The objection was filed in response to a proposed settlement, in the form of a consent decree, submitted to the court for approval by the National Marine Fisheries Service earlier this week. The Bush administration filed the consent decree to answer a lawsuit by the National Association of Homebuilders challenging designation of critical habitat for various salmon and steelhead species in four western states. Critical habitat designations give endangered and threatened species added protection and aid in their recovery.
The ESA requires that an economic analysis of the impact of designating the critical habitat be done. The Homebuilders lawsuit alleged this analysis was done in a faulty manner and argued the critical habitat designation should be lifted. Rather than defend the dwindling salmon stocks, NMFS agreed with the Homebuilders and submitted the consent decree that promises to rework the critical habitat designation but removes the current protections in the meantime. The objection filed by Earthjustice today asks the court not to approve the consent decree and instead keep the critical habitat designation in place in its current form while the administration reviews it. The objections also explain that there is no legal flaw in the current habitat designation in any event.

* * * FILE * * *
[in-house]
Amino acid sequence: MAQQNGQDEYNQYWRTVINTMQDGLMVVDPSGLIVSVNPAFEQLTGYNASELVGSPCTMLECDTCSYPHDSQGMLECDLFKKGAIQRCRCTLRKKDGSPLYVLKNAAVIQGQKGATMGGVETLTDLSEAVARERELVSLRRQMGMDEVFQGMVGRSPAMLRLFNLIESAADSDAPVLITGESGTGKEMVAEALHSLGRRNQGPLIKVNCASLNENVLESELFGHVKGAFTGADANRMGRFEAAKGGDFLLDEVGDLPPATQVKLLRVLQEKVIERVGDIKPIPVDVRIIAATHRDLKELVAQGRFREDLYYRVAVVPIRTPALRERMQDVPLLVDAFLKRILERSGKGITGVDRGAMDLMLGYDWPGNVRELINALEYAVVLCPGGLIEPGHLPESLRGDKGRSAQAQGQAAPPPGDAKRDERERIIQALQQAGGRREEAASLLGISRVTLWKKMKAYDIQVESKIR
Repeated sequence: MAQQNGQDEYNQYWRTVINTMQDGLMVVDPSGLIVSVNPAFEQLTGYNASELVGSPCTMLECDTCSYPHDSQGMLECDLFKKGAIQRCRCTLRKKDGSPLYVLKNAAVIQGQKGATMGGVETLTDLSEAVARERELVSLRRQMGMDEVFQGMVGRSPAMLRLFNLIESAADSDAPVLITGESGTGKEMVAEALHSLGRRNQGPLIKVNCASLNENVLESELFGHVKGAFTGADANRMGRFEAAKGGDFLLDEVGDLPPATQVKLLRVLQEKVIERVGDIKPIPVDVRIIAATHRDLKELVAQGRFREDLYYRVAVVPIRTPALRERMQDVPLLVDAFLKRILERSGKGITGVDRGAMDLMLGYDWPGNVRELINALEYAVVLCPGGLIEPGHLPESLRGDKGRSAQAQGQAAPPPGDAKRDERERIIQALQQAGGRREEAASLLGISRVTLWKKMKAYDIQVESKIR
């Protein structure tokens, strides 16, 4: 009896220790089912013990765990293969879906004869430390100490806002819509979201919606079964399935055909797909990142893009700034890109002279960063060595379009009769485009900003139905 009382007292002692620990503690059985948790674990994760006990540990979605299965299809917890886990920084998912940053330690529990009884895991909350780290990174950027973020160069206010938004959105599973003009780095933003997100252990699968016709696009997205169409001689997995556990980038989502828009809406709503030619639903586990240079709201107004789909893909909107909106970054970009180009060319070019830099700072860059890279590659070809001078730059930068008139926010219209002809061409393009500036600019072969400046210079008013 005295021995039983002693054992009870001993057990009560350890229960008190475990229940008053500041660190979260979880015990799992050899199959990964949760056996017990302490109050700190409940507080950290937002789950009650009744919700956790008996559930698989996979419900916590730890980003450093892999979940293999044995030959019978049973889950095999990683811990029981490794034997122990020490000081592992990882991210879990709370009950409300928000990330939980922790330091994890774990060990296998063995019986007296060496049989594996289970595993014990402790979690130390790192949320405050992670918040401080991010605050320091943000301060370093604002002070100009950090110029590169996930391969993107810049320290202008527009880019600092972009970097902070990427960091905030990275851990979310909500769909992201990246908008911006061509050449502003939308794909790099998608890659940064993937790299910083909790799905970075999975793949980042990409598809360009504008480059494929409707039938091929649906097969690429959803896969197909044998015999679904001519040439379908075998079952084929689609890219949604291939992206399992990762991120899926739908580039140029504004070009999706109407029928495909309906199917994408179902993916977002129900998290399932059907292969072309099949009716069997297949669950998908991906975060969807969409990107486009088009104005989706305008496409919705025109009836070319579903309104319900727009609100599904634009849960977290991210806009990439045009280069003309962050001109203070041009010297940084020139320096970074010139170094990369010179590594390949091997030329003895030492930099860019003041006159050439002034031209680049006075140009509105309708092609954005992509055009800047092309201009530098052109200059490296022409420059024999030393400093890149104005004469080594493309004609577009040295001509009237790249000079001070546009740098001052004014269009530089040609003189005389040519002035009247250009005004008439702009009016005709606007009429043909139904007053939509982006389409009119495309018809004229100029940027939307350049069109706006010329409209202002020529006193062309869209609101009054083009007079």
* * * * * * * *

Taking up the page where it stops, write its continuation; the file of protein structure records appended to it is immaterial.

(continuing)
"The proposed consent decree tries to take a shortcut around the public notice and public comment that the law requires to designate or change critical habitat for an endangered species. In seeking a shortcut, the administration is cutting the public out of the process for protecting vanishing wildlife and irreplaceable Northwest wild salmon. Once again it is responding to powerful special interests at the expense of ordinary people and their future," said Todd True of Earthjustice.
"This settlement agreement confirms our worst fears," said Zeke Grader of PCFFA. The administration is backsliding on its obligation to protect the environment and nation's fisheries. Capitulation to special interests groups who only want to enrich themselves by developing the last remaining salmon habitat will only increase the already enormous economic losses to coastal salmon-dependent communities," said Grader.
"The Bush administration is yielding to corporate pressure over the wishes of the average American," said Doug Heiken of the Oregon Natural Resources Council.
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